The proceedings are also accompanied by a very strong (and thudding) soundtrack, which adds an extra chutzpah to the events (especially the more event-heavy second half). It greatly helps that the score and scenery provide such a foreboding aura for the narrative. There’s a wonderful bleakness that infiltrates the sequences; food preparation resembles queasy autopsies, an artfully edited sex scene feels uncomfortable for several reasons, and a climatic shot in the water has some great impact on an emotional and visceral level.


Despite that generic title, 7W doesn’t play around with niceties. The final act gives way to some bloody grimness, and there’s room for some cold-as-ice psycho actions (including one “granny” character who could give Jason Voorhees a run for his money in stalking intimidation). To offset the blood-letting, there a few surprisingly amusing snarky one-liners uttered by Apostolou (“All it took to get us together was a hook-up with the Addams Family”) and also Macall Gordon (from “The Man in the High Castle”) as the smartly-cynical-but-always-stoned Aunt Paula (“You don’t know what it’s like!”, “What? Having a stick up your ass?”). Both are tremendously endearing and satisfyingly less self-serving than the other characters. And if some of the periphery characters don’t have same impact as the leads, the odd zinger still finds its way to them (“He’s told me the intricacies of collegiate football”).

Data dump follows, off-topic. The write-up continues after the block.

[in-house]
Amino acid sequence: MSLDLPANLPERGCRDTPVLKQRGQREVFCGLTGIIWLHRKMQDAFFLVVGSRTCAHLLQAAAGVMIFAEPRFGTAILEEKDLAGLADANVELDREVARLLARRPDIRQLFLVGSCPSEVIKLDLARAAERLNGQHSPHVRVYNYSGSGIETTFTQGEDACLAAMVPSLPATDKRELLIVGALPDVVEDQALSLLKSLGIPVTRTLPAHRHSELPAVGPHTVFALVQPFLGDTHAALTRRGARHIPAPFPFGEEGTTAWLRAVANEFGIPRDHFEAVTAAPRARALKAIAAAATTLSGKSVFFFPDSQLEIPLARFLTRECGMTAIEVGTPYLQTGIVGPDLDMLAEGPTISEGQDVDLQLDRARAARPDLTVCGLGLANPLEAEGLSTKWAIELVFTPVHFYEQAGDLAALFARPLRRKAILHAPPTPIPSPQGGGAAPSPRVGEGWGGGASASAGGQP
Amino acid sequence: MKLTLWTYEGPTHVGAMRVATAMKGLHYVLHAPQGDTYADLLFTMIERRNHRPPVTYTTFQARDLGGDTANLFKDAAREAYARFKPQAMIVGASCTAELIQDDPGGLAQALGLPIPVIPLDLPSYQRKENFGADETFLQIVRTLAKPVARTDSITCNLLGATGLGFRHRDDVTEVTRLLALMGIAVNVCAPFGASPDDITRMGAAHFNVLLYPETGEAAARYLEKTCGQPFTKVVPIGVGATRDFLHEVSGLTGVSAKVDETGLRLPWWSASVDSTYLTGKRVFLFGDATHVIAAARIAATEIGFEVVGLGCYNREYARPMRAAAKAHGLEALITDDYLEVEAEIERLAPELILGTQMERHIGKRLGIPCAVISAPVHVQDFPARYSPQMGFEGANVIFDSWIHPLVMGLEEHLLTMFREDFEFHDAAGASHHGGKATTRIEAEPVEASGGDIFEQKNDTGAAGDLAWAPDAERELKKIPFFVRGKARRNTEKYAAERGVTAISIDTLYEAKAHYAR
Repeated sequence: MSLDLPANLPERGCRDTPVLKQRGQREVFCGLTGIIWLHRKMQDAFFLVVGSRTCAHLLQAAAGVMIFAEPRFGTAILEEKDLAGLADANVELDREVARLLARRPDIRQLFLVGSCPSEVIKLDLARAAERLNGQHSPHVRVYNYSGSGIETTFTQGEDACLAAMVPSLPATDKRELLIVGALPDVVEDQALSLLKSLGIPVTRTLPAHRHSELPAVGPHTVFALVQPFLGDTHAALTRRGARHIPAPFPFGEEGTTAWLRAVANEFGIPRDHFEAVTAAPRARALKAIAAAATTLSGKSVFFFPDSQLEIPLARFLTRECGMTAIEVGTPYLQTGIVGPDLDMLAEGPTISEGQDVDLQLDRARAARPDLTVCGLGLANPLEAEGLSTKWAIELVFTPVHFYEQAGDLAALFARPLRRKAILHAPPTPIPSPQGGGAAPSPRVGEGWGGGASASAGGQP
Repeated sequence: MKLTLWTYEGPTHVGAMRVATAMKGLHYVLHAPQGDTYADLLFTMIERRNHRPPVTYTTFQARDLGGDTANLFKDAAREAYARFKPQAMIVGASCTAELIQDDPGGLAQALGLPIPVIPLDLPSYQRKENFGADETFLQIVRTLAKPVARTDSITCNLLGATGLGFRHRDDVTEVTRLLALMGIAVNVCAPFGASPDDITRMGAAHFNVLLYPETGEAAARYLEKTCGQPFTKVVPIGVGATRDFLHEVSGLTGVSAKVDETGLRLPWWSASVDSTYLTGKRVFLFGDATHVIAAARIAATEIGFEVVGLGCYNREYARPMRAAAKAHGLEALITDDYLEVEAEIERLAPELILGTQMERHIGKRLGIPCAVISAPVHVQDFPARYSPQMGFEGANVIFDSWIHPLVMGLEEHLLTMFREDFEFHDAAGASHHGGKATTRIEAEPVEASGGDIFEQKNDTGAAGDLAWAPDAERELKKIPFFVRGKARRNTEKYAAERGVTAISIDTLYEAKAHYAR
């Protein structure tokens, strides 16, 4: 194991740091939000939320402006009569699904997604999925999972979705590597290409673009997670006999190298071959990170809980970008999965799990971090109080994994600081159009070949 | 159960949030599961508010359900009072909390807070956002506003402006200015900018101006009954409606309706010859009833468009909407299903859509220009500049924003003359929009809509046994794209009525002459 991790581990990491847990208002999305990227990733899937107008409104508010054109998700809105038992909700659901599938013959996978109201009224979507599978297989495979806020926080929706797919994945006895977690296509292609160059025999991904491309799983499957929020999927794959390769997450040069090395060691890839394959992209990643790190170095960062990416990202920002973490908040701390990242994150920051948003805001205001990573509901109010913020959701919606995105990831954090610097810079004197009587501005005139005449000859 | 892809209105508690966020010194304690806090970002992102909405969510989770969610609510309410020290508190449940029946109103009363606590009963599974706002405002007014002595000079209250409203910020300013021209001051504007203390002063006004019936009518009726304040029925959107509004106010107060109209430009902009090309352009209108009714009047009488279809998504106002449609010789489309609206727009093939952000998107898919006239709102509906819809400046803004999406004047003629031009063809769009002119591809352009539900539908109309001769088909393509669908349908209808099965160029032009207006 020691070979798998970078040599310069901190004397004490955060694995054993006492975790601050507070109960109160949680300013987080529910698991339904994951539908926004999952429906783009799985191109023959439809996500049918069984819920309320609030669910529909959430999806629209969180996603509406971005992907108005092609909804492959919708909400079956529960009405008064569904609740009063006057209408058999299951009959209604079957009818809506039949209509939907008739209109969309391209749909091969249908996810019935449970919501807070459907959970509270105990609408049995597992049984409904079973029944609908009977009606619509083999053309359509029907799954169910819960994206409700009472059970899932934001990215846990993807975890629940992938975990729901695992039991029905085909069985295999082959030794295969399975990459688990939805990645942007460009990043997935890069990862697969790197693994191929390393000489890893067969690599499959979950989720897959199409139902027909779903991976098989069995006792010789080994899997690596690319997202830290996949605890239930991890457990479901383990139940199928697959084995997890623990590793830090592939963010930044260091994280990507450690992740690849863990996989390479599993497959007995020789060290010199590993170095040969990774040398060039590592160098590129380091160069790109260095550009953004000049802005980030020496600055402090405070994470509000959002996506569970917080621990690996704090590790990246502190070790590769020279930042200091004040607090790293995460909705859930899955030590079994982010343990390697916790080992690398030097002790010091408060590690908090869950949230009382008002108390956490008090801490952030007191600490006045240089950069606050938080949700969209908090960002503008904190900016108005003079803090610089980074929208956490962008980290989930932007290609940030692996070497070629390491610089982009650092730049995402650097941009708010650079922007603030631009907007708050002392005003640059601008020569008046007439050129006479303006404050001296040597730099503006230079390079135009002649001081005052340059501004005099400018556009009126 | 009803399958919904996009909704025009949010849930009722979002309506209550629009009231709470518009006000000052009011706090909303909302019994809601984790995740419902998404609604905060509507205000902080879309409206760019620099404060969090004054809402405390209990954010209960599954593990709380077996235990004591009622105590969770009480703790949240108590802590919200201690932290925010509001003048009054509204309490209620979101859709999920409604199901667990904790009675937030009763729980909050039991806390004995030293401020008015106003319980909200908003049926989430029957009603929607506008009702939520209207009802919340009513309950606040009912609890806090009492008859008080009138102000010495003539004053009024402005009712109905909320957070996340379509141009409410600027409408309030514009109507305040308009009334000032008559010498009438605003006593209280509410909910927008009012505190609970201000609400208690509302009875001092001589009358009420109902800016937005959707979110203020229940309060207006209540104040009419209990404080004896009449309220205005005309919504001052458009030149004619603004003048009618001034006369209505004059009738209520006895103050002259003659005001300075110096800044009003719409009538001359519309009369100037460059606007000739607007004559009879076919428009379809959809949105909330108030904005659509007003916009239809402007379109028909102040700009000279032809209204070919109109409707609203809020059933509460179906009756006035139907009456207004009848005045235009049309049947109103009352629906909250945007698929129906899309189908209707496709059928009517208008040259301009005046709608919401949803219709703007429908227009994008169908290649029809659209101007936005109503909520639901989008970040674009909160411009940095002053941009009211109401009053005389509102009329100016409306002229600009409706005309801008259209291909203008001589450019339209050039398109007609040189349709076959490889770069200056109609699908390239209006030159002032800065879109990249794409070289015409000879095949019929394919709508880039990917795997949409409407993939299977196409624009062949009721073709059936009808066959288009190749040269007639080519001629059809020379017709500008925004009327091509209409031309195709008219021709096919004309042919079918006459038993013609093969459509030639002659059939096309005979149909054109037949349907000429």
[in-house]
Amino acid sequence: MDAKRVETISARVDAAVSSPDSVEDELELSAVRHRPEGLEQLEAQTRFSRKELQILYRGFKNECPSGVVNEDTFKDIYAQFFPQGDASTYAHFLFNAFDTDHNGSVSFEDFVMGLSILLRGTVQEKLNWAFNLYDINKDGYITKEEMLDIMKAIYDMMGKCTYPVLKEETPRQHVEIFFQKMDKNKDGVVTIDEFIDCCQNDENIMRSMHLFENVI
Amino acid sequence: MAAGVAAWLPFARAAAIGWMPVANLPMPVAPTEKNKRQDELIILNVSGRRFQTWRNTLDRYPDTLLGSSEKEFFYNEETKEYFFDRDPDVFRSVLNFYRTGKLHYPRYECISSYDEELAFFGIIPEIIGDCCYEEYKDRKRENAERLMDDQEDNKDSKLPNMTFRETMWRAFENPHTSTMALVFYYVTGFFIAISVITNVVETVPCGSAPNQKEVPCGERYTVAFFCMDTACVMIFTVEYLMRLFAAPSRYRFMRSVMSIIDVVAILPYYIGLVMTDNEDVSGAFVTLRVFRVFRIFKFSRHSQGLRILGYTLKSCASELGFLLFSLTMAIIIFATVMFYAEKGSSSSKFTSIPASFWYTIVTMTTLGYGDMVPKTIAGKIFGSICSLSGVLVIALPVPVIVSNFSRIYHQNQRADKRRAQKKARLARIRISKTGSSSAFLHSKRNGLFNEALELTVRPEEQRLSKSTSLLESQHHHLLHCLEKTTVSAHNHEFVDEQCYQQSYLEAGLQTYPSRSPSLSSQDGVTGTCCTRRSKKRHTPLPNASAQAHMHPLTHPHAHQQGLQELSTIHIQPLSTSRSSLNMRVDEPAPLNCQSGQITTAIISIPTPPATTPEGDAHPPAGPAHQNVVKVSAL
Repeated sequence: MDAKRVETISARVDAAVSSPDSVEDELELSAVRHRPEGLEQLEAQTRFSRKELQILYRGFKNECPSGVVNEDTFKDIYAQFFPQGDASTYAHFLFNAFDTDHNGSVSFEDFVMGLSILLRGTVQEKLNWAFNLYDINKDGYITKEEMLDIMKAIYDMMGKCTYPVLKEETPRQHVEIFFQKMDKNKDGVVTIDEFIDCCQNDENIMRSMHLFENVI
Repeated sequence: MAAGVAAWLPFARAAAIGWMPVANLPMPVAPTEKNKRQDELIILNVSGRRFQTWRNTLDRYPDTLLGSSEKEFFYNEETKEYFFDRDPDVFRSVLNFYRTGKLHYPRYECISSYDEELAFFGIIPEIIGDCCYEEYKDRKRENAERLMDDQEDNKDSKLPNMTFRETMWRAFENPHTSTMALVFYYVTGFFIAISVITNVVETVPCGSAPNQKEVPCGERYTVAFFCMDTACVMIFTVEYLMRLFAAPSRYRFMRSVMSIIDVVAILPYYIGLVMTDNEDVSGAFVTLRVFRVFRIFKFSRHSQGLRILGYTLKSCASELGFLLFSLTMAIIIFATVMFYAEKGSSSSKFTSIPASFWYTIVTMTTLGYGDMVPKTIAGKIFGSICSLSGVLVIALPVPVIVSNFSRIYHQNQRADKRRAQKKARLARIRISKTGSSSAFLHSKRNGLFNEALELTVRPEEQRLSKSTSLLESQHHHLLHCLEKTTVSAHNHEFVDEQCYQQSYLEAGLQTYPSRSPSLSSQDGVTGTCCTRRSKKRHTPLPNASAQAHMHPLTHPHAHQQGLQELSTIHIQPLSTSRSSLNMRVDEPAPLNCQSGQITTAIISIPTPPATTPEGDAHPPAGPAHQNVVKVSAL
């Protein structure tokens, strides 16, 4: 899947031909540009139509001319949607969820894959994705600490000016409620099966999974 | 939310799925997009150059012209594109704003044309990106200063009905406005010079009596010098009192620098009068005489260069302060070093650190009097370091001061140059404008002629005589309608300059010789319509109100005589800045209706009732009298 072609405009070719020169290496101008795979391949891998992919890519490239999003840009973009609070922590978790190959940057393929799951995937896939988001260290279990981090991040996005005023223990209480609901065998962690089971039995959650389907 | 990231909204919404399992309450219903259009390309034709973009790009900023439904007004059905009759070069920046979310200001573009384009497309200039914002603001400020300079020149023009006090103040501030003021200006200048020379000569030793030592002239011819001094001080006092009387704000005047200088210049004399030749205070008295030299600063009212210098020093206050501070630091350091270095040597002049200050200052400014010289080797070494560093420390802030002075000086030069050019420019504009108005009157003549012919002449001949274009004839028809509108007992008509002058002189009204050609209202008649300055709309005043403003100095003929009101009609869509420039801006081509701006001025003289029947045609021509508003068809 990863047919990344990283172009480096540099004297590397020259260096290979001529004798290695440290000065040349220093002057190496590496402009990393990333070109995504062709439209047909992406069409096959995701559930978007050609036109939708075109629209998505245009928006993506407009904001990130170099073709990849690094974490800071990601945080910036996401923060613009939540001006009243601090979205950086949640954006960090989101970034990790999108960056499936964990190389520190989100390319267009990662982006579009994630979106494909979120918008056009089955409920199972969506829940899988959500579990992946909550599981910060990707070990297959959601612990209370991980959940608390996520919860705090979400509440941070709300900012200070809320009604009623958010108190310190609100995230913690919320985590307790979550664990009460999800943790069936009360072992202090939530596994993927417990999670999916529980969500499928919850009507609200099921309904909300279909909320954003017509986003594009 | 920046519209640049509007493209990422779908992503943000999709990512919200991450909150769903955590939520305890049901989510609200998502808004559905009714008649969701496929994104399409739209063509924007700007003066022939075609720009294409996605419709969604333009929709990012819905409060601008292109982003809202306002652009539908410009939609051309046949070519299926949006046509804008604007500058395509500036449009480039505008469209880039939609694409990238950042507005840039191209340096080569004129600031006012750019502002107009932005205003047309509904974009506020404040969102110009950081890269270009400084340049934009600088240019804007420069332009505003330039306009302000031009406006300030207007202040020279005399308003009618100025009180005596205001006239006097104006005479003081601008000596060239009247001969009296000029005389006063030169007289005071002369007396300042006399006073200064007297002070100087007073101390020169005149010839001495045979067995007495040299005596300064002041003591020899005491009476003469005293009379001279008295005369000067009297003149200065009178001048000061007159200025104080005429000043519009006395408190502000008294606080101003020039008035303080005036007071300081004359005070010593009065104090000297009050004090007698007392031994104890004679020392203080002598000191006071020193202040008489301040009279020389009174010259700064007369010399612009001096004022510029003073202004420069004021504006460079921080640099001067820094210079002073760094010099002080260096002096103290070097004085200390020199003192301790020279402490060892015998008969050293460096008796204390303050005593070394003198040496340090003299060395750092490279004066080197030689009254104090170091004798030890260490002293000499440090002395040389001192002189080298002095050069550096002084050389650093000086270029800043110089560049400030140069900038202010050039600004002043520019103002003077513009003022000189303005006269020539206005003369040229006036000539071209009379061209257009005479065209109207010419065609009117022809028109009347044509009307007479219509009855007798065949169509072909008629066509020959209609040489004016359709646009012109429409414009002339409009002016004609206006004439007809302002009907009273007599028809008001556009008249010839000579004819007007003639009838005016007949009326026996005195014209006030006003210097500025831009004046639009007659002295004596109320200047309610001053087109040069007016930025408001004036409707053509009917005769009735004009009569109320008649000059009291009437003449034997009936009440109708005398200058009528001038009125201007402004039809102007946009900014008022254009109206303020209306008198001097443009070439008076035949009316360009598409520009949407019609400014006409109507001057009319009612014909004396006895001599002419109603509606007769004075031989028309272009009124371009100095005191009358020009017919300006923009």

But overall, the film mostly succeeds as a dark take on family gatherings and a seriously creepy slant on offbeat “celebrations”. It’s a short-but-sweet affair and certainly does not outstay its welcome.

If truth be told, the layers of vagueness are a bit frustrating at times and the motives and reasoning for incidents often remain a barely outlined mystery. Even that title is pretty misleading with the underlying theme. (NB: Don’t expect any “Wouldst thou like to live deliciously?” moments here). Instead much of the mythology and “witchcraft” is relegated to Lovecraftian hints and murderous acts. And arguably, once the plot veers towards a more conventional “thriller” angle, the subsequent denouement feels a bit rushed and a little anti-climactic in terms of the previous build-up.


However, those are minor details to dwell upon. And even if the sum total of the plot is slightly less than the effectiveness and visuals of some of the sequences themselves, this is still a great-looking Indie horror that casts a bewitching charm over you. It captures that inherent darkness and sense of dread, which so many big-budgeted horrors fail to nail. It actuality is a very well-constructed experience, with several scenes that will stick to your brain, like chewing gum to the underside of a diner’s table. A nice surprise and a movie that we don’t need to spell out 7 times that we liked it. Recommended.

7W is a stylish slice of Indie and gothic horror, which is often visually striking and gorgeous to look at. The plot may be a tad slight and the ending a little rushed, but it more than makes up for it with the imagery and tone, along with a great score, good performances, and some truly grim moments. Conjure it up for a viewing.